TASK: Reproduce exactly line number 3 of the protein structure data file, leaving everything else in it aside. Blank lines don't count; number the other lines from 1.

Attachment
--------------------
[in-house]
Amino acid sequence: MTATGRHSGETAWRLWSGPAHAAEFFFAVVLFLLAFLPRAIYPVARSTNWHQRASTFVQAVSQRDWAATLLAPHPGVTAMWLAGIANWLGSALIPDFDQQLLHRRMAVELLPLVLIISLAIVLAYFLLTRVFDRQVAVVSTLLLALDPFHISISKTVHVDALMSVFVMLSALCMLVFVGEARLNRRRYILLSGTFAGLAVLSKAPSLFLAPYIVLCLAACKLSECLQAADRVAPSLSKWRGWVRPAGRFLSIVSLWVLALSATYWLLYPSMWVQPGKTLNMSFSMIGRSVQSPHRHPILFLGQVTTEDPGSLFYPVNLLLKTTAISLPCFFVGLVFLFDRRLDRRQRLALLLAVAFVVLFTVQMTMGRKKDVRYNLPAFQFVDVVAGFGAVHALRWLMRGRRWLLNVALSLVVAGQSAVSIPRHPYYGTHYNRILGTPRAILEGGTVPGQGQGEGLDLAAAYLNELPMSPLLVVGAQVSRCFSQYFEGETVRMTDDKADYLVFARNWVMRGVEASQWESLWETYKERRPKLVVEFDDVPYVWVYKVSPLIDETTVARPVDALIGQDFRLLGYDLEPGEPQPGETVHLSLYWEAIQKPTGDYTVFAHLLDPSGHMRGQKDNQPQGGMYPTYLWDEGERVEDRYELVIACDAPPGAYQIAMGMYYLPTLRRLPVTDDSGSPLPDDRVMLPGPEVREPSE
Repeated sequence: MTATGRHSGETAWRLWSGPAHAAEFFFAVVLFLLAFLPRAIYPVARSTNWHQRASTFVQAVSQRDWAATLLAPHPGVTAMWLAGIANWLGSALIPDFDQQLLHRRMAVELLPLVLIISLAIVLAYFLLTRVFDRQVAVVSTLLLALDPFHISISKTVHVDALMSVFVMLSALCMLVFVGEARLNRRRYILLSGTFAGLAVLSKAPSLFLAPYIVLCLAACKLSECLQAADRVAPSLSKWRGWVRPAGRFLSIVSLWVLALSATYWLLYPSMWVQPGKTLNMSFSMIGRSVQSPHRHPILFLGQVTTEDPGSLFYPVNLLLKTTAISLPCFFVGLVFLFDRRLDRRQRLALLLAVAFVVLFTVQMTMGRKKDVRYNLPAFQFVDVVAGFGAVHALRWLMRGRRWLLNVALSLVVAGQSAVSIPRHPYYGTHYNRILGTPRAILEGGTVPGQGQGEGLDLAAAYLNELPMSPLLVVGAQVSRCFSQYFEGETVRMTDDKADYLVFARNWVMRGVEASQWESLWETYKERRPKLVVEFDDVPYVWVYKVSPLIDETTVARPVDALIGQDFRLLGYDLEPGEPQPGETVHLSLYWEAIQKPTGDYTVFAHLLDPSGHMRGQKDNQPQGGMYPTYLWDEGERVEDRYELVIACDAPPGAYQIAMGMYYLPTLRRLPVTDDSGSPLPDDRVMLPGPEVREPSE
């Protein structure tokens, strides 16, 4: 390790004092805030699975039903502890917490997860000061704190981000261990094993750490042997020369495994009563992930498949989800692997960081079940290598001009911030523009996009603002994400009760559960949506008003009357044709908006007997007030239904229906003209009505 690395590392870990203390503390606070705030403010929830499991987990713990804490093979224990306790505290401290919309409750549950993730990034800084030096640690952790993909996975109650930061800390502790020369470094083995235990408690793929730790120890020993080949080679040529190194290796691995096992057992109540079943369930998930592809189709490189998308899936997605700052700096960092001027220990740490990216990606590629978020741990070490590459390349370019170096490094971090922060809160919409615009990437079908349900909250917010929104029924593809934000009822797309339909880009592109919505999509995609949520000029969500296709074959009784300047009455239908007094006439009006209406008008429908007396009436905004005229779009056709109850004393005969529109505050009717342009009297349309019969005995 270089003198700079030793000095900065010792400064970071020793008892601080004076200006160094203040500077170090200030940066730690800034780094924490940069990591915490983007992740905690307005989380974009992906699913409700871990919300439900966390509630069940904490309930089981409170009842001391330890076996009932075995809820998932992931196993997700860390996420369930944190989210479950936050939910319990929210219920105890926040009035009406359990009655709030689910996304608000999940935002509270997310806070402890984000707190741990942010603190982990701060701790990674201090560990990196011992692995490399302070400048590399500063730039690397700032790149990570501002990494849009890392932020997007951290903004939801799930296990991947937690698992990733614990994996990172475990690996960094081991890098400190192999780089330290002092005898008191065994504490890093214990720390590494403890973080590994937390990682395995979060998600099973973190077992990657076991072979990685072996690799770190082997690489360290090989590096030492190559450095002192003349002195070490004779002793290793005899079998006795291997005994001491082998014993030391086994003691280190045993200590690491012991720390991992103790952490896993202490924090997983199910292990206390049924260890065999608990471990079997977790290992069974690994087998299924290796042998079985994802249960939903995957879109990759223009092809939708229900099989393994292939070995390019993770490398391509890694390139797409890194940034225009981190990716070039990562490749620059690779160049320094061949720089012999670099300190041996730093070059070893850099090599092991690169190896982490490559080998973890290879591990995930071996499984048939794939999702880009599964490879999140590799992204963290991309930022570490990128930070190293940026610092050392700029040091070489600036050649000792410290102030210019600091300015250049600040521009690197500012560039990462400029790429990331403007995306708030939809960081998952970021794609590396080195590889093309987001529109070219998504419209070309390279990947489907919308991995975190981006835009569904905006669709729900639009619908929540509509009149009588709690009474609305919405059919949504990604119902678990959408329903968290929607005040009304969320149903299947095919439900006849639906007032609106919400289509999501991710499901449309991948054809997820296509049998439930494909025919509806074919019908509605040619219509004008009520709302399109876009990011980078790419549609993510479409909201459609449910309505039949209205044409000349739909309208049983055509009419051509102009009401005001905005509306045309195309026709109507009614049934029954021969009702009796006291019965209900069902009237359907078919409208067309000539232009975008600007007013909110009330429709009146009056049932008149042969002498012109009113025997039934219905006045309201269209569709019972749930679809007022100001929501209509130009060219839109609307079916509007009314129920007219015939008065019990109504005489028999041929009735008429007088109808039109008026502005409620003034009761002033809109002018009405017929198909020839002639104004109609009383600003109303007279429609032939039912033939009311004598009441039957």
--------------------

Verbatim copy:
Repeated sequence: MTATGRHSGETAWRLWSGPAHAAEFFFAVVLFLLAFLPRAIYPVARSTNWHQRASTFVQAVSQRDWAATLLAPHPGVTAMWLAGIANWLGSALIPDFDQQLLHRRMAVELLPLVLIISLAIVLAYFLLTRVFDRQVAVVSTLLLALDPFHISISKTVHVDALMSVFVMLSALCMLVFVGEARLNRRRYILLSGTFAGLAVLSKAPSLFLAPYIVLCLAACKLSECLQAADRVAPSLSKWRGWVRPAGRFLSIVSLWVLALSATYWLLYPSMWVQPGKTLNMSFSMIGRSVQSPHRHPILFLGQVTTEDPGSLFYPVNLLLKTTAISLPCFFVGLVFLFDRRLDRRQRLALLLAVAFVVLFTVQMTMGRKKDVRYNLPAFQFVDVVAGFGAVHALRWLMRGRRWLLNVALSLVVAGQSAVSIPRHPYYGTHYNRILGTPRAILEGGTVPGQGQGEGLDLAAAYLNELPMSPLLVVGAQVSRCFSQYFEGETVRMTDDKADYLVFARNWVMRGVEASQWESLWETYKERRPKLVVEFDDVPYVWVYKVSPLIDETTVARPVDALIGQDFRLLGYDLEPGEPQPGETVHLSLYWEAIQKPTGDYTVFAHLLDPSGHMRGQKDNQPQGGMYPTYLWDEGERVEDRYELVIACDAPPGAYQIAMGMYYLPTLRRLPVTDDSGSPLPDDRVMLPGPEVREPSE